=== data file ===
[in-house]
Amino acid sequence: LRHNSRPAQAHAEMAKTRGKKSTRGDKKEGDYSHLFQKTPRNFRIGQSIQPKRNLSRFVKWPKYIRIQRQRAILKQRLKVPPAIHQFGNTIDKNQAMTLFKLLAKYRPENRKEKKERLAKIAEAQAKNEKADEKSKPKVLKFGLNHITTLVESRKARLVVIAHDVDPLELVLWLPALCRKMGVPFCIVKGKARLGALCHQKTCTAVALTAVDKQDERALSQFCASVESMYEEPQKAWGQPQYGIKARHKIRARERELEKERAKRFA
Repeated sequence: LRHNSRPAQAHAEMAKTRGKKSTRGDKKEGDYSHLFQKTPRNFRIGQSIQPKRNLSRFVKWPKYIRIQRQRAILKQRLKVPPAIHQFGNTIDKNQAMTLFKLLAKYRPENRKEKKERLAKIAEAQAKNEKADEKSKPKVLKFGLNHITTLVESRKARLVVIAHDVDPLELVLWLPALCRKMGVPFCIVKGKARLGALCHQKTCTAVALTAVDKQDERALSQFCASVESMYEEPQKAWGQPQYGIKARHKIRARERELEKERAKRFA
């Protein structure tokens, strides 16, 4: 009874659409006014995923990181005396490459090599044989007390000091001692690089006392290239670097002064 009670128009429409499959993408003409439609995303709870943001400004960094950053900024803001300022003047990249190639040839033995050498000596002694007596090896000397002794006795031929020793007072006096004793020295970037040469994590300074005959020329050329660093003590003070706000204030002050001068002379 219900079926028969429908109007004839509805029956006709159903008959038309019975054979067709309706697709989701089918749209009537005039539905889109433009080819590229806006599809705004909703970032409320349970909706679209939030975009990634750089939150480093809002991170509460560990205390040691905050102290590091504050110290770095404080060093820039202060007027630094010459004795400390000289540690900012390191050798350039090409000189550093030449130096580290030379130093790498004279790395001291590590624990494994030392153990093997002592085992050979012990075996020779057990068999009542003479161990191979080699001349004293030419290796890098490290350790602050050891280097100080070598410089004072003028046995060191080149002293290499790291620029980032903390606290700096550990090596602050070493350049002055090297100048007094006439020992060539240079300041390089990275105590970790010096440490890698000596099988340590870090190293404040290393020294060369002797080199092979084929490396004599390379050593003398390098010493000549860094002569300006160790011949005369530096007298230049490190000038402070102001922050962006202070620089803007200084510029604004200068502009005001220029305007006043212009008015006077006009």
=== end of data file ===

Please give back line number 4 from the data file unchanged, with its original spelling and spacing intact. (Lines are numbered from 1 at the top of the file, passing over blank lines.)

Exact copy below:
């Protein structure tokens, strides 16, 4: 009874659409006014995923990181005396490459090599044989007390000091001692690089006392290239670097002064 009670128009429409499959993408003409439609995303709870943001400004960094950053900024803001300022003047990249190639040839033995050498000596002694007596090896000397002794006795031929020793007072006096004793020295970037040469994590300074005959020329050329660093003590003070706000204030002050001068002379 219900079926028969429908109007004839509805029956006709159903008959038309019975054979067709309706697709989701089918749209009537005039539905889109433009080819590229806006599809705004909703970032409320349970909706679209939030975009990634750089939150480093809002991170509460560990205390040691905050102290590091504050110290770095404080060093820039202060007027630094010459004795400390000289540690900012390191050798350039090409000189550093030449130096580290030379130093790498004279790395001291590590624990494994030392153990093997002592085992050979012990075996020779057990068999009542003479161990191979080699001349004293030419290796890098490290350790602050050891280097100080070598410089004072003028046995060191080149002293290499790291620029980032903390606290700096550990090596602050070493350049002055090297100048007094006439020992060539240079300041390089990275105590970790010096440490890698000596099988340590870090190293404040290393020294060369002797080199092979084929490396004599390379050593003398390098010493000549860094002569300006160790011949005369530096007298230049490190000038402070102001922050962006202070620089803007200084510029604004200068502009005001220029305007006043212009008015006077006009």